The Education of a Value Investor Book Review

The Education of a Value Investor_

Are you ready to be educated?

The Education of a Value Investor by Guy Spier details his “Transformative quest for wealth, wisdom and enlightenment.”

So should you really expect to get schooled by this new value investing book?

Well, keep reading this book review to find out. In the paragraphs that follow you’ll learn what I liked most about Guy Spier‘s new book, what you can expect to get out of the book, and why it’s a one-of-a-kind value investing book.

Now let’s get down to the business of reviewing The Education of a Value Investor.

What’s “The Education of a Value” Investor All About?

The Education of a Value Investor is about Guy Spier’s quest to become a better value investor, and a better person. The book proceeds in a chronological and autobiographical fashion. So you very quickly get a feel for who Guy Spier is, where he came from, and what he aspires to be.

That makes it all the more interesting to follow, as Guy recounts the bumps he encountered on the way to his dreams. Nothing’s ever as easy as it seems, right? And Guy is refreshingly honest about how his initial ambitions and actions didn’t take him where he wanted to go.

But this book isn’t just the life story of a successful value investor.

While The Education of a Value Investor is relatively introspective, it’s also packed with highly-valuable information that will be of interest to any do-it-yourself stock picker or aspiring fund manager. As much as the book is autobiographical, it’s also instructive.

Let me show you what I mean.

My Favorite Parts of The Education of a Value Investor:

The Education of a Value Investor is an all around great book. But some of my favourite parts of reading it were the actionable lessons for value investors everywhere. And although the whole book carries an instructive and educational tone, there are a few chapters in particular that are especially illuminating.

For example:

One chapter of The Education of a Value Investor talks about “Investing Tools” and dictates 8 of Guy’s investing rules that he follows in his own portfolio. It’s neat to get an inside look at how a leading value investor thinks about the challenges that come with managing your own money.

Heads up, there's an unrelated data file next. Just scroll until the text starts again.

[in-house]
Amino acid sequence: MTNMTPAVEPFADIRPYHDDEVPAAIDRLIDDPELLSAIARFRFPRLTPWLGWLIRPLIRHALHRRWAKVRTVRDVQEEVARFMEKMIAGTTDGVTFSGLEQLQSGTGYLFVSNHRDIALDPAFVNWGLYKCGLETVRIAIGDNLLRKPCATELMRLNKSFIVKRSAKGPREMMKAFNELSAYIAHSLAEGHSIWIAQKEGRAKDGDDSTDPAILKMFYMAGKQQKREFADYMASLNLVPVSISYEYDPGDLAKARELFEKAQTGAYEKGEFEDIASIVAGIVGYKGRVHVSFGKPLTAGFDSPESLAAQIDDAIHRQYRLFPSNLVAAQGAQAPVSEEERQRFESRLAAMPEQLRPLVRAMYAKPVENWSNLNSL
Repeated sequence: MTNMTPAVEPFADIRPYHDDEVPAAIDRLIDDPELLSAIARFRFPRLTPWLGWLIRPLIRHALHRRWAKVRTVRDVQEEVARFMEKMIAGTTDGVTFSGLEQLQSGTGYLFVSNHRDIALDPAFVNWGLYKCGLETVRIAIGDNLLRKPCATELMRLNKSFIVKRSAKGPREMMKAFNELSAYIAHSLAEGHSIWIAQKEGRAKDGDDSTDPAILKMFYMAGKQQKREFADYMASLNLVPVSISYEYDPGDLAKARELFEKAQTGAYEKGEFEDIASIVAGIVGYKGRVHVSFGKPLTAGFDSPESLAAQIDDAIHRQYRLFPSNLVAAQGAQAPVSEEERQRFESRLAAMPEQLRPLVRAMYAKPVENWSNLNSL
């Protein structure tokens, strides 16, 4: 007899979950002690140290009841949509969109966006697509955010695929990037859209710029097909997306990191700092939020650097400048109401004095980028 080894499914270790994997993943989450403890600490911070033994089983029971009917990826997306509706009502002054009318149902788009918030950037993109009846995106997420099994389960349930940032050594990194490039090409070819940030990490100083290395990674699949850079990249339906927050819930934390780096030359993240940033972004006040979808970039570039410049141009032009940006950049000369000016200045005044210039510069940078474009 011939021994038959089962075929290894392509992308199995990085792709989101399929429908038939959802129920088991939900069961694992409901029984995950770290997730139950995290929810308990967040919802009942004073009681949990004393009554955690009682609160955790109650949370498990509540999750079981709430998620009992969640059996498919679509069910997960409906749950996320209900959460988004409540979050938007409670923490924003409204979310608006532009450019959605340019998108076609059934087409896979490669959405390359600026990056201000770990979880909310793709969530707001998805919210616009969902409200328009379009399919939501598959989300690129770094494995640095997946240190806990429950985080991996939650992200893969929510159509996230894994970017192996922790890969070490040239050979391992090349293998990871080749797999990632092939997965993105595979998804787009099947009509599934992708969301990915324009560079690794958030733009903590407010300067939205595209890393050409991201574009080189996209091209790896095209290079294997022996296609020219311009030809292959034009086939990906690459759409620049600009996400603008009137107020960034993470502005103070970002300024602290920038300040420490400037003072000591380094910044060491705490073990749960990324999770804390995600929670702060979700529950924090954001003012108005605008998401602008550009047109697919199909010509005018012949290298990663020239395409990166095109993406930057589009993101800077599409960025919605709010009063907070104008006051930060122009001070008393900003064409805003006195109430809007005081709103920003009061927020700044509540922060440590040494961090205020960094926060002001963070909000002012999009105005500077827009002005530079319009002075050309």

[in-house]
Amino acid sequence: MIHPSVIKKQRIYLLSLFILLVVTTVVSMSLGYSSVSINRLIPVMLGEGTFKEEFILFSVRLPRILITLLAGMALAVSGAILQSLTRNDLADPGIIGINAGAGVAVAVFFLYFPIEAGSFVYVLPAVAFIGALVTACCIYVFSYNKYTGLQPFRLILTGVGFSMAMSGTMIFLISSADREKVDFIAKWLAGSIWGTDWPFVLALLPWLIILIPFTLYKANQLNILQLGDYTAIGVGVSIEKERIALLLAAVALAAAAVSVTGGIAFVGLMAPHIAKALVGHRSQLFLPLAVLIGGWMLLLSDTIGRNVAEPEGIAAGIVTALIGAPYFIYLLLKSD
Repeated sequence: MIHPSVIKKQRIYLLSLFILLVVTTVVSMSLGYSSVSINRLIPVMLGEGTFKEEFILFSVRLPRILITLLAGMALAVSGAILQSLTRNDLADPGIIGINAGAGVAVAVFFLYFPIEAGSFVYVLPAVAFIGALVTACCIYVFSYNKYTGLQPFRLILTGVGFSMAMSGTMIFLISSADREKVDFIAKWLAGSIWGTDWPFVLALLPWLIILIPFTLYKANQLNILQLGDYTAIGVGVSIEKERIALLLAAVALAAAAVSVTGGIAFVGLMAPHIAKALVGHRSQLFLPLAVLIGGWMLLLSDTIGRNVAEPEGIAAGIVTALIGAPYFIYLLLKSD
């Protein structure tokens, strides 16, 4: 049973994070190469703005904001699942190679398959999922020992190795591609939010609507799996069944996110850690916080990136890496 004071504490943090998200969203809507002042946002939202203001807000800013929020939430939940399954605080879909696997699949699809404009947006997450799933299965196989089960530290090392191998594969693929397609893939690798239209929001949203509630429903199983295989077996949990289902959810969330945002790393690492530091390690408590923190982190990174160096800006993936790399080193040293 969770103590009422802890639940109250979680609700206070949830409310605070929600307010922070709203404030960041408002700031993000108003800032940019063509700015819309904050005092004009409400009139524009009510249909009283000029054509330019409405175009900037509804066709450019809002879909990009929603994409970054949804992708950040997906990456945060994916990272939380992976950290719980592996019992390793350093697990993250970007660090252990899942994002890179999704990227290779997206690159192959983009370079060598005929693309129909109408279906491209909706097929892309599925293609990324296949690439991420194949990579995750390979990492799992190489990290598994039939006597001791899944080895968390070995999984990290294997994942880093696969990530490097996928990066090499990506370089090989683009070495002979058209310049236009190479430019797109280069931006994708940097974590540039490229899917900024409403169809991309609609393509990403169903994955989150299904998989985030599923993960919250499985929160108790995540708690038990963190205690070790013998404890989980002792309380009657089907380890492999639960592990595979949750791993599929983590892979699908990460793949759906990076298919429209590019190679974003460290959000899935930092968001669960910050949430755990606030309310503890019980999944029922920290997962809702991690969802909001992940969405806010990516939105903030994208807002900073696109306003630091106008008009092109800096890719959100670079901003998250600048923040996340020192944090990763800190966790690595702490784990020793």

In another chapter, the author shares the importance of an investment checklist. Not only does he explain some of the items on his checklist. But he walks through specific investing case studies and highlights past mistakes that caused him to put these qualifying criteria on his checklist. This chapter alone is worth the price of admission.

I also enjoyed learning more about the friendship between Mohnish Pabrai and Guy Spiers. Long time readers will recall Pabrai is the author of one of my favourite value investing books, The Dhandho Investor. I hadn’t realized how close these two value investors were. I was also pleased to learn Guy is friends with John Mihaljevic who wrote another one of the best value investing books around, The Manual of Ideas.

Obviously, you can learn a lot from this book. But before you rush out and buy The Education of a Value Investor, there’s one thing you should know.

What The Education of a Value Investor Is Not:

While it should be clear that I enjoyed this book, I don’t want you to buy it for the wrong reason. So let me just say…

If you’re looking for a methodological book about how to analyze aspects of value investments, like financial statements or industry fundamentals this probably isn’t the book for you. In fact, you’ll probably appreciate The Education of a Value Investor even more, if you go ahead and read The Intelligent Investor (or Security Analysis) first.

But if you already have this basic foundation in value investing, then you’re sure to appreciate this story about one value investors journey. It’s inspiring, interesting and incredibly informative in ways I didn’t expect possible.

In fact, I’d argue that this book is in the minority of investing books specifically because it does not overly focus on the technical aspects of capital allocation. Instead, you meet a man and watch how he’s dealt with the challenges of life. It’s fascinating. And inspiring.

The Education of a Value Investor – The Final Word:

The Education of a Value Investor was a very enjoyable book. It was only about 190 pages. And I read it in a couple of days because I simply couldn’t put it down. Plus, the book just came out a few weeks ago. So you know it’s relevant to contemporary value investors. For these reasons, I recommend you buy The Education of a Value Investor for yourself on Amazon.

If you’re still not convinced, I encourage you to check out the video book review below.

The Education of a Value Investor Video Book Review:

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